Lady Wu wrote:Ok, a translation has to reflect an original source, and only that source, in a different language.
The thing you posted omits too much of the original SGZ text (for example, "河東解人也" in the first sentence, and the entire third sentence "先主為平原相，以羽、飛為別部司馬，分統部曲。") and has too much of your own commentary. The explanation of his name is not in SGZ (nor does it make any sense). And where did "Grand Minister Superintendent of Kulun" come from?
Yue Fei is not named in SGZ or ZZTJ (both books being compiled before Yue Fei was born).
What you have here is at most your own version of a biography for Guan Yu, based on various sources. Take a look at the two Guan Yu SGZ bio translations on KMA to get an idea of what an actual translation is like.
Lady Wu wrote:There's nothing wrong with making a new translation. However, if you claim it's a translation, it should be just that---a translation of all the stuff and only the stuff found in the original, and at most some notes to explain technical terms or references that don't have direct correlations in the target language. Also, doing a translation requires a solid understanding of the original language and an appreciation of how its grammar works. Babelfish translations such as "The Guan Yu character is Cloud is long, the original form of character is immortal." have no place in a piece of published translation. Doing a word-by-word literal translation also runs the risk of misinterpreting the original text. For example, the "羽" in "羽書與諸葛亮" really refers to Guan Yu, rather than to a feather. Therefore, the sentence should read "Guan Yu wrote to Zhuge Liang" instead of "Guan Yu sent a military message with an attached feather as a sign of urgency to Zhuge Liang".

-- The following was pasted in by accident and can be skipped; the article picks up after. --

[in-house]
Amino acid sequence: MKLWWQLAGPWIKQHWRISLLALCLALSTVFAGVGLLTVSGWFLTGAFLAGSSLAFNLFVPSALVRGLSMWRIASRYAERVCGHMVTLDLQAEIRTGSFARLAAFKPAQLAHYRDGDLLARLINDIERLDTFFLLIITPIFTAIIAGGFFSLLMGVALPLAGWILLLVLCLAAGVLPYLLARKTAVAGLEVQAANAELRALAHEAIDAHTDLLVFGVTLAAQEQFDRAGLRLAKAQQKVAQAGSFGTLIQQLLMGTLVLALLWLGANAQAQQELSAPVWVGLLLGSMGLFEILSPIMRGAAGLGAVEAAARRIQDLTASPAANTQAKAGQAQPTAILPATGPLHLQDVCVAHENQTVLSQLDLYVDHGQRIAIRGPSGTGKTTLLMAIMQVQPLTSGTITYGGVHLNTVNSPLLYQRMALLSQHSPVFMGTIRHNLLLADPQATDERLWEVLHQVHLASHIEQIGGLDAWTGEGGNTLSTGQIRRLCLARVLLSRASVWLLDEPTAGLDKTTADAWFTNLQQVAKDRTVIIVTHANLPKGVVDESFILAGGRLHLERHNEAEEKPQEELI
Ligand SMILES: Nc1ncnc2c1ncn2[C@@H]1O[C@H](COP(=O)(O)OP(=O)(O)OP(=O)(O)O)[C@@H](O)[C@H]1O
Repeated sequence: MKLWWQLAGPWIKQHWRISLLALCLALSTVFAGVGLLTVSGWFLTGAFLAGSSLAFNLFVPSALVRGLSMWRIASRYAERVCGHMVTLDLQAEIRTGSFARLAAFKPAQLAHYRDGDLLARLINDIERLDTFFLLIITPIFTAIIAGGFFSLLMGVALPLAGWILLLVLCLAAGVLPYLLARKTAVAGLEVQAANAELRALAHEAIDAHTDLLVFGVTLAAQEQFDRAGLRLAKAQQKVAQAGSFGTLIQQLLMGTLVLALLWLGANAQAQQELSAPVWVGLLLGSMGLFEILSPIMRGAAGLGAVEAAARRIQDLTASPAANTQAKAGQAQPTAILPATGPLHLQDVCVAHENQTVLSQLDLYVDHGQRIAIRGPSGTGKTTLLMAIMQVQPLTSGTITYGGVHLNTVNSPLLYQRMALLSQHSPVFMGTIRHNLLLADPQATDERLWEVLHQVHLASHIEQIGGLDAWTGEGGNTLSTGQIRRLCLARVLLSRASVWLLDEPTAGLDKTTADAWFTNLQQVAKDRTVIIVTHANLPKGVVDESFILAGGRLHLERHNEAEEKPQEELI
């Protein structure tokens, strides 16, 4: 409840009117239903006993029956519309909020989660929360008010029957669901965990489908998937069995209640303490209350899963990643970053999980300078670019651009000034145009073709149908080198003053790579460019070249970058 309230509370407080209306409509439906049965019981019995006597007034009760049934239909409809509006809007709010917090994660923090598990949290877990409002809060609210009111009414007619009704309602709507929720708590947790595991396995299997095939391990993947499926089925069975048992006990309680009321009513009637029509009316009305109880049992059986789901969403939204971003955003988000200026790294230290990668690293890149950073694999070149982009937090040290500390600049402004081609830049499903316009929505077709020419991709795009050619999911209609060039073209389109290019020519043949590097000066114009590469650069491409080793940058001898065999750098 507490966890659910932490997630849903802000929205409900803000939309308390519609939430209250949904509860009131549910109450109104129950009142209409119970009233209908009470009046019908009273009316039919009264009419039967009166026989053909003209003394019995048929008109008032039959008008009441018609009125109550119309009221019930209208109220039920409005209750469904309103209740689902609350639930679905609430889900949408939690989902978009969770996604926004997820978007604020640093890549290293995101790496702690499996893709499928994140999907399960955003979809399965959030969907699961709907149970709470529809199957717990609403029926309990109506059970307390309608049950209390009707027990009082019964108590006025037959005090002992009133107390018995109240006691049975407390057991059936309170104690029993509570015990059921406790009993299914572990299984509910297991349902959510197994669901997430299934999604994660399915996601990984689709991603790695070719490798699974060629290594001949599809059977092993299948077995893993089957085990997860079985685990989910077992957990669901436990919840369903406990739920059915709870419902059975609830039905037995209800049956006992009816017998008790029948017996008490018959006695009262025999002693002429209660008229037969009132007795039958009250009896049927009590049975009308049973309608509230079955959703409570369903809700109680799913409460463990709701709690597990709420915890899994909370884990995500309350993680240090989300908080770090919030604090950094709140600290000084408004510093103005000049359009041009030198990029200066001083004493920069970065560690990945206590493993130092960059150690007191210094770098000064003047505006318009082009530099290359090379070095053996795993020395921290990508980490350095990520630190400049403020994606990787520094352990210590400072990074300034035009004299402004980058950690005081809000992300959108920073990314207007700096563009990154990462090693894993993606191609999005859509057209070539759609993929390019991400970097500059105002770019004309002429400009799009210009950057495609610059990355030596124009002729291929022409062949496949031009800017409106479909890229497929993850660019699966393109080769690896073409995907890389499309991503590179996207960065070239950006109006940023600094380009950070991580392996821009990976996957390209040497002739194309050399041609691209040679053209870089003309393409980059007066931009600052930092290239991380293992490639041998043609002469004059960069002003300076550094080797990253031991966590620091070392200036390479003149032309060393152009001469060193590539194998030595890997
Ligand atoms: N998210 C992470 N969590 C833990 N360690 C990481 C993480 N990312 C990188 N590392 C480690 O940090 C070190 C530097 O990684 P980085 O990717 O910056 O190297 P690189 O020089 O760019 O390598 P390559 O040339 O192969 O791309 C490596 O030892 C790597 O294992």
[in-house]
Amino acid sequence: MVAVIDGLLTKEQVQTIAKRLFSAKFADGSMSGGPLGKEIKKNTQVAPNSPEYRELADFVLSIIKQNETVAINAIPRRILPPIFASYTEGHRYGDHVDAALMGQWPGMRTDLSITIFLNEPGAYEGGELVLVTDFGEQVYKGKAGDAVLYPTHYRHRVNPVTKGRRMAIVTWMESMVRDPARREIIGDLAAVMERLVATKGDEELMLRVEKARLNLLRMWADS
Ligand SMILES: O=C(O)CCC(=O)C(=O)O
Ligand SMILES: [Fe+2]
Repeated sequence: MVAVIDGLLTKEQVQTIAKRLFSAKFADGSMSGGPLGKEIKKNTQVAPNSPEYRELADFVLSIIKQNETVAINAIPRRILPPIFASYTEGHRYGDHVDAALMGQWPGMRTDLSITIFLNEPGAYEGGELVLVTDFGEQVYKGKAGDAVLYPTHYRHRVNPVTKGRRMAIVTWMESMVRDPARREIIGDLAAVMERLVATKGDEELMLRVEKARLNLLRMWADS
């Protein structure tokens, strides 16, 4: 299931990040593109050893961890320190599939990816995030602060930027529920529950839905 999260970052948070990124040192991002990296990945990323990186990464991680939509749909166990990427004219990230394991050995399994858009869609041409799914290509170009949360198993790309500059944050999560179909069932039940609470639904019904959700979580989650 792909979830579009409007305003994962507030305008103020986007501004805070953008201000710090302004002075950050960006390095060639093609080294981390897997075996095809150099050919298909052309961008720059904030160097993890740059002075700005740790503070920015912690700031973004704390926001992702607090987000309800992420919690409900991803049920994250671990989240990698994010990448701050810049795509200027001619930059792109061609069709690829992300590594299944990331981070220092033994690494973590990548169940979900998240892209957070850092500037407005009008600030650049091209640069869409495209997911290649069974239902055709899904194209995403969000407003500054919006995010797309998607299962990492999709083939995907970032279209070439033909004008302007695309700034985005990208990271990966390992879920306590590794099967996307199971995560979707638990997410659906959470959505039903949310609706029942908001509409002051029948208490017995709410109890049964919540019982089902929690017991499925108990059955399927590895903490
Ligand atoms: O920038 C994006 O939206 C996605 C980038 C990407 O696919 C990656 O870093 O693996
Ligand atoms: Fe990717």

Lady Wu wrote:What you may want to do instead is to create an original biography for Guan Yu, based on historical sources available to you. In that case, you need to cite where you drew upon other people's work, and for each point you make, you need to explain where you got the information from. Else it'd be considered plagiarism. Great care must also be taken to separate out historically-recorded facts from personal opinion.
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